U.S. President Joe Biden

U.S. President Joe Biden speaks to a crowd on January 27, 2024 in Columbia, South Carolina.

(Photo: Sean Rayford/Getty Images)

In 'Tense' Meeting, Arab Leaders in Michigan Warn White House to Change Course on Gaza

"If President Biden wants a shot here in Michigan, he's going to need to do something different," said one leader.

A week after Arab American and Muslim leaders in Michigan refused a meeting with U.S. President Joe Biden's campaign over the White House's continued support for Israel's bombardment of Gaza, several representatives of the community met Thursday with a group of top Biden aides—but came away unconvinced that the administration understands the stakes involved in its failure to listen to demands for a cease-fire.

"If President Biden wants a shot here in Michigan, he's going to need to do something different," Abbas Alawieh, a senior Democratic strategist and spokesperson for Listen to Michigan, a group that is urging cease-fire supporters in the state to vote "uncommitted" on primary ballots on February 27, toldHuffPost.

Alawieh's comments came after he, state Rep. Abraham Aiyash (D-4), Dearborn Mayor Abdullah Hammoud, Wayne County Deputy Executive Assad Turfe, and others met with administration officials.

Alawieh told the outlet that the meeting was "very tense," with attendees informing U.S. Agency for International Development head Samantha Power and senior presidential adviser Tom Perez, among other officials, of specific demands.

The group reiterated its call for Biden to make a direct demand that Israeli Prime Minister Benjamin Netanyahu agree to a permanent cease-fire and for the U.S. to immediately reinstate funding for the United Nations Relief and Works Agency for Palestine Refugees in the Near East (UNRWA).

The suspension of UNRWA funds have left the agency risking a "complete collapse" of its humanitarian response in Gaza, where at least 27,947 Palestinians have been killed by the Israel Defense Forces since October 7. More than one million displaced Palestinians have taken shelter in UNRWA shelters, where aid workers are struggling to provide food, medical care, and potable water in the face of Israel's near-total blockade.

Hammoud said on social media after the meeting that the views of Arab Americans and the majority of Democratic voters who support a cease-fire and increased aid for civilians "have not been accurately captured by mainstream media and have failed to reach the highest office in our government" over the past several months.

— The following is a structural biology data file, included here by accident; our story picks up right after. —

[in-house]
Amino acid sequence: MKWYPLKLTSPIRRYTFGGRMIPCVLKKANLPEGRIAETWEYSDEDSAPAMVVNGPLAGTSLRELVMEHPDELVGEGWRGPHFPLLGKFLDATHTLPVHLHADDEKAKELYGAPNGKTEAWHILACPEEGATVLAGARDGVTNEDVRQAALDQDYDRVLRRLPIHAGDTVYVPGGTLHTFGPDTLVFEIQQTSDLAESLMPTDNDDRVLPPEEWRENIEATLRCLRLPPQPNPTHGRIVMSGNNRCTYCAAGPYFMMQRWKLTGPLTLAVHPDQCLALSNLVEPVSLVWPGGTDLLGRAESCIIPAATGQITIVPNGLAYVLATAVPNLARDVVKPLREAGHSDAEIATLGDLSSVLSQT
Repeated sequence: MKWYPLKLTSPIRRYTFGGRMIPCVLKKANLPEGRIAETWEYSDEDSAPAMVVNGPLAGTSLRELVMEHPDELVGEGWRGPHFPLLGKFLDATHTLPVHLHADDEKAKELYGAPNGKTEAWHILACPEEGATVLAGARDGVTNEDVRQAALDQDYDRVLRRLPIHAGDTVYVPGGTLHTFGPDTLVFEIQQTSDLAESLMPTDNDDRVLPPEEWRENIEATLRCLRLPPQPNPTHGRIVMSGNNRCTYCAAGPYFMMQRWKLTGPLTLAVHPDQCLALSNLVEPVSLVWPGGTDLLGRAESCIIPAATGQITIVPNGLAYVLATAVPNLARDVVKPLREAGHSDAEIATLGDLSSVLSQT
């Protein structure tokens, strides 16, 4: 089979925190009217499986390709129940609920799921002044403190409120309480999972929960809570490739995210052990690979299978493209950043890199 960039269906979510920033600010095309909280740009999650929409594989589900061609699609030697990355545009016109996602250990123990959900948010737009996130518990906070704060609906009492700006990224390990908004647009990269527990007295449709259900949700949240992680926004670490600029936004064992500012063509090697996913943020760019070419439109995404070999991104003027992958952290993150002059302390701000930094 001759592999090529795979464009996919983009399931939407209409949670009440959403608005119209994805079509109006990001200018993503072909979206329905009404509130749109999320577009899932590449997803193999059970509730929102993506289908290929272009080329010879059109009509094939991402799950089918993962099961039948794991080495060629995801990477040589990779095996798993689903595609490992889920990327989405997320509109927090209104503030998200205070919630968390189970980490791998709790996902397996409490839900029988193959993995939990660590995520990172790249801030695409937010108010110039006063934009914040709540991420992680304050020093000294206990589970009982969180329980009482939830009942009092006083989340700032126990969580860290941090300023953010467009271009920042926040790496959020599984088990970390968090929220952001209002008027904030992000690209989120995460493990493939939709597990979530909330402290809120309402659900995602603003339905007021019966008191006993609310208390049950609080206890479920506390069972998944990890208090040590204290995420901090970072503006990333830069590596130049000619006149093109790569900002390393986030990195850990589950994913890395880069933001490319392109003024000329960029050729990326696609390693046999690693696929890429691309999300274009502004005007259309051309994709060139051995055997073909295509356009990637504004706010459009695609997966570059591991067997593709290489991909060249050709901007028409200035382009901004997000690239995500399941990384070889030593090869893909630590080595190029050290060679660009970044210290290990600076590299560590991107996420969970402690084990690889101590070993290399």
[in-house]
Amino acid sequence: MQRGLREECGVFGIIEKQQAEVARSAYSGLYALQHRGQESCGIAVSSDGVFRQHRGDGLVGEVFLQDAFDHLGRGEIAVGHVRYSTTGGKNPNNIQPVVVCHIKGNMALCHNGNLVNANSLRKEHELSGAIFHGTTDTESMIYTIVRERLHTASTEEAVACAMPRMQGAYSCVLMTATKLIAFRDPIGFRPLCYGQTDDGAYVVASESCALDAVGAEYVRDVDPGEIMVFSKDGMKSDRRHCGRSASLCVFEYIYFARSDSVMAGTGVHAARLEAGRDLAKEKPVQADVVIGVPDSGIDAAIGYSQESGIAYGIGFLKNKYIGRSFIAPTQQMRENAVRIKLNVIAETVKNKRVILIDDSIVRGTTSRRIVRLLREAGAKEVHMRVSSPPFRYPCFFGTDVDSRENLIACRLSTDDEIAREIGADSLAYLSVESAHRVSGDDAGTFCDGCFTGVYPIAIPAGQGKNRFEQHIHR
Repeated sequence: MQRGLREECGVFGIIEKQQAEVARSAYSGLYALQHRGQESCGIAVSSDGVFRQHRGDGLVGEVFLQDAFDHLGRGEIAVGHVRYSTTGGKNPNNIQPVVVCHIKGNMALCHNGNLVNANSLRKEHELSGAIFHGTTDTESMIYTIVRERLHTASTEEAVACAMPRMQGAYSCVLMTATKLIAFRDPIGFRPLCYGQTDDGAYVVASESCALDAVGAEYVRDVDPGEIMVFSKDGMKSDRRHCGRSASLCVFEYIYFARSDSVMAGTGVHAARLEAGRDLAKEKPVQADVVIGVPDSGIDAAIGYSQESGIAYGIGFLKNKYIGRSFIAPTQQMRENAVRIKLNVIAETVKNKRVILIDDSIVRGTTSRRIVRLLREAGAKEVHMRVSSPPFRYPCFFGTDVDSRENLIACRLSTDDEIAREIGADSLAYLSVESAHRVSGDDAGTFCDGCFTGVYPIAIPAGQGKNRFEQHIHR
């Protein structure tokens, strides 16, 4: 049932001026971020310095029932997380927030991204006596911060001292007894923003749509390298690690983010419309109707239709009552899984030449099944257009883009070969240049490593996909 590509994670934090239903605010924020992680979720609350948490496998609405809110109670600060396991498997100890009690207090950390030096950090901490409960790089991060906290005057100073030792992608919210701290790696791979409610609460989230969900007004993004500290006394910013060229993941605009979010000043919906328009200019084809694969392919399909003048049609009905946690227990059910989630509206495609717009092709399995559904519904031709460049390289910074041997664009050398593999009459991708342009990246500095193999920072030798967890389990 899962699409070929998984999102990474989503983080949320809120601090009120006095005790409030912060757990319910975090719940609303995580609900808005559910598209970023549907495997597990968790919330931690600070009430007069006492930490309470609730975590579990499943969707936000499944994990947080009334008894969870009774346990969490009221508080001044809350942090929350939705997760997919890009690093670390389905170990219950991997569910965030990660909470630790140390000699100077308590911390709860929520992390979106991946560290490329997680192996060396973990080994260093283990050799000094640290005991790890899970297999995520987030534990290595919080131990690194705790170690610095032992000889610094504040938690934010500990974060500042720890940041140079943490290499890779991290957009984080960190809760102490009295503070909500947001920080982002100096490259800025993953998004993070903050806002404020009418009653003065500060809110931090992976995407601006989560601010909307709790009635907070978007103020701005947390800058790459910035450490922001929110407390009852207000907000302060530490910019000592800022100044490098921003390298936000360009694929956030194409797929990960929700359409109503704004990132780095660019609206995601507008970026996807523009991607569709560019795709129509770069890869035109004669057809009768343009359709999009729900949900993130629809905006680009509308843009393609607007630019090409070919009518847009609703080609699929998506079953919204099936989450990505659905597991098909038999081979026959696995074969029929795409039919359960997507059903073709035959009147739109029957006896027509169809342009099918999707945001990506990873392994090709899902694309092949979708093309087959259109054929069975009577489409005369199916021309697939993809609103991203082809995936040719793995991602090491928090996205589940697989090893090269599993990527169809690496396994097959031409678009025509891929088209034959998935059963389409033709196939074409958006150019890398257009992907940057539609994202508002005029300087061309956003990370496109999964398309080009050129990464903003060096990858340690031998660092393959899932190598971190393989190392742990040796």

"This meeting was held to ensure that the White House and those with the ability to change the course of the genocide unfolding in Gaza very clearly hear and understand the demands of our community, directly from us," said Hammoud.

In the meeting, said the mayor, the local and state leaders "remained uncompromising in our values and our demands."

"As citizens of the United States of America and representatives of the city of Dearborn, we have done our duty; now it is incumbent upon the president to do the same," said Hammoud.

But the meeting adjourned without the White House aides giving assurances that Biden would do so, even though a growing number of leaders in the state—both within the Arab American and Muslim communities and outside of it—have signed on to the Listen to Michigan campaign.

By voting "uncommitted" in the primary, supporters are hoping to send an urgent message to Biden that his refusal to meet the demands of the community—and 7 in 10 Democrats in an Associated Press-NORC Center for Public Affairs Research poll released last week—could be a grave miscalculation and cost him crucial votes in the general election in November.

Shadb Singh, an organizer with Listen to Michigan, reported Wednesday that the campaign appears to be taking off with voters based on the attendance of a mass mobilization call.

Biden won Michigan, a key swing state, by just 154,000 votes in 2020, and the Muslim population in the state includes 200,000 registered voters.

Last month, before Hammoud and other leaders refused to engage with Biden during his campaign stop, the president dismissed a question from a reporter about his cratering support among Arab Americans amid his backing of Israel.

"We understand who cares about the Arab population," he said, comparing himself to former President Donald Trump, who is running for the Republican presidential nomination and has easily won several primary contests so far.

Alawieh said the White House officials were "lucky to be hearing from the expertise of people harmed by the very policies the Biden administration is championing," but the attendees were skeptical that the president's team understood the risk Biden is running by assuming he has the support of Arab Americans.

"This was about ensuring the administration sees the real impact of its policies, not just on foreign soil but right here, affecting our people, our families," Turfe told HuffPost. "We made it clear that any future engagement with the administration is conditional upon real action. The developments in Gaza will serve as the benchmark for evaluating the effectiveness of the administration’s actions. The Biden administration must act swiftly and decisively to end this violence, honoring the principles of justice and human rights."

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